Papers of Anna Rosenberg Hoffman, 1870-1983
Language of Materials
Conditions Governing Use
Copying. Papers may be copied in accordance with the library's usual procedures.
5.58 linear feet ((2 cartons, 2 file boxes, 2 folio+ boxes) plus 3 folio folders, 1 folio+ folder, 1 oversize folder, 13 photograph folders, 1 folio photograph folder, 2 folio+ photograph folders, 6 volumes, 4 videotapes, 5 motion picture films, 2 audiotapes)
There are also correspondence, clippings, and photographs concerning other members of the Lederer family, especially Hoffman's mother, Charlotte Lederer, a writer and illustrator of children's books (see #7).
The contents of #71v-81vo and the photographs in 82v, 84v, and 85vo are available on microfilm. Most clippings were discarded after filming.
Hoffman's success, according to one journalist, lay in her talents as an "investigator, trouble-shooter, and peacemaker." In 1924 she founded a consulting firm and soon built up a reputation as an expert on labor mediation and welfare services. She became a trusted adviser to Franklin Delano Roosevelt, Harry S. Truman, New York Mayor Fiorello LaGuardia, and New York Governor Herbert Lehman.
A staunch Democrat, Hoffman served in the New Deal as a regional director for the National Recovery Administration (1935) and the Social Security Board (1936-1943), while also sitting on various city and state boards for business, transportation, recreation, and industrial relations. During World War II, she served with the Retraining and Reemployment Administration (1941-1945), the War Manpower Commission (1942-1945), and the Office of Defense Health and Welfare Services (1941-1942), and was a special presidential adviser on the problems of returning soldiers.
In the postwar period, she served on or consulted for the National Security Resources Board, the Bureau of Employment Security, and the War Mobilization and Reconversion Advisory Board. In 1950-1953, she served under George Marshall as Assistant Secretary of Defense for Manpower and Personnel, the highest post ever held by a woman in the defense establishment. During this period she also chaired the Defense Advisory Committee on Women in the Services.
In 1953, Hoffman returned full time to her consulting work at Anna Rosenberg Associates. She reentered public affairs in the 1960s, serving on the New York City Board of Education, the Temporary Commission on New York City Finances, the National Commission on Automation, Technology, and Economic Progress, and the National Advisory Commission on the Social Security System.
Hoffman had married Julius Rosenberg, a rug merchant, in 1919; they had one child, Thomas J. Rosenberg, born 1924, and were later divorced. In 1963, Hoffman married Paul Gray Hoffman (1891-1974), a business executive who had headed the Marshall Plan and the United Nations Development Fund. Hoffman's son became a partner in her consulting firm. Hoffman died of pneumonia in New York City on May 9, 1983.
For further biographical information, see the early editions of Who's Who Among American Women, the Schlesinger Library's biography file, and interviews in the Eleanor Roosevelt Oral History Project at the Franklin D. Roosevelt Library, the Herbert H. Lehman Project at Columbia University, and at the Lyndon Baines Johnson Library, Austin, Texas.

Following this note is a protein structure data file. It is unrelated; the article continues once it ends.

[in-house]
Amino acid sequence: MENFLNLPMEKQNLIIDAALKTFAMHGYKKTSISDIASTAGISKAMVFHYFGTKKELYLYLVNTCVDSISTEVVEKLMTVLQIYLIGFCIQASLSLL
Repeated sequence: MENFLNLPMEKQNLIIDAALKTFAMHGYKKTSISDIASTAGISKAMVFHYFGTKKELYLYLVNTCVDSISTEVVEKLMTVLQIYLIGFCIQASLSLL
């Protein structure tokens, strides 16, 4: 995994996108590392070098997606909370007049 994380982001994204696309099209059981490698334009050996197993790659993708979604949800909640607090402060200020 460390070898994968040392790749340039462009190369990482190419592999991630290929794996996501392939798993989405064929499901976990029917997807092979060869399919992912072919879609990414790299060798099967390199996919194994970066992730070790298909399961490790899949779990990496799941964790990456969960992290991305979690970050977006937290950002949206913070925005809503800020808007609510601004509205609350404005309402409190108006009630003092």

Immediate Source of Acquisition
The papers of Anna Rosenberg Hoffman were given to the Schlesinger Library by her son, Thomas J. Rosenberg, in July and August 1983, and in April 1984.
MICROFILM OF SELECTED PORTIONS OF COLLECTION (M-140, M-142)
All dates and other information added by the processor are in square brackets.
The pages of some scrapbooks were numbered to aid the microfilmer, the proofreader, and researchers. Blank pages were not numbered.
Some material in the scrapbooks was difficult to film, due to such problems as faint pencil notations, discoloring caused by glue, creased and brittle newsprint, multiple-paged, folded, and overlapping items, and magazines and newsletters printed in color.
It was impossible to film the last page of some multiple paged items because they were glued to scrapbook pages.
Due to brittle scrapbook pages and newsprint, some clippings are incomplete.
In very many cases the processor had to remove clippings from scrapbook pages and unfold and mount them in order to film the complete clipping.
Not all editorials and columns syndicated in multiple newspapers were microfilmed.
Some items were not microfilmed in their entirety, but only the page(s) by or about Anna Rosenberg Hoffman, and the title page where necessary to establish name and date of publication.
The film was proofread by the Schlesinger Library and corrections made where necessary.
Copies of M-140 and M-142 may be borrowed on interlibrary loan from the Schlesinger Library, Radcliffe Institute, Harvard University, 10 Garden Street, Cambridge, Ma 02138.
- 74vo, 76v, 82v, 84v, 85vo: M-140 (one reel)
- 71v-73f+, 75, 77v-79vo: M-142, reel 1
- 80vo-81vo: M-142, reel 2
- Carton 1: 3-7, 15, 18v-19v, 21-26, 44-56
- Box 2: 57-66
- Carton 3: 67m, 83v, 86v, 88v, 91v-94v, 97v-99
- Box 4: 103, 105, 108-109
- Folio+ Box 5: 95vo
- Folio+ Box 6: 68mo
Preliminary inventory: January 1986
By: Anne Engelhart
Selected portions were prepared for microfilming by Bert Hartry in 1995. The filming was partially paid for by the Friends of the Schlesinger Library.
- Antisemitism--United States
- Children's literature
- Government consultants
- Hungary--Social life and customs
- Korean War, 1950-1953
- Manpower policy--United States
- New Deal, 1935-1939
- New York (N.Y.)--Politics and government
- United States--Officials and employees
- Women and the military--United States
- Hoffman, Anna Rosenberg, 1902-1983. Papers of Anna Rosenberg Hoffman, 1870-1983: A Finding Aid
- Arthur and Elizabeth Schlesinger Library on the History of Women in America
- EAD ID
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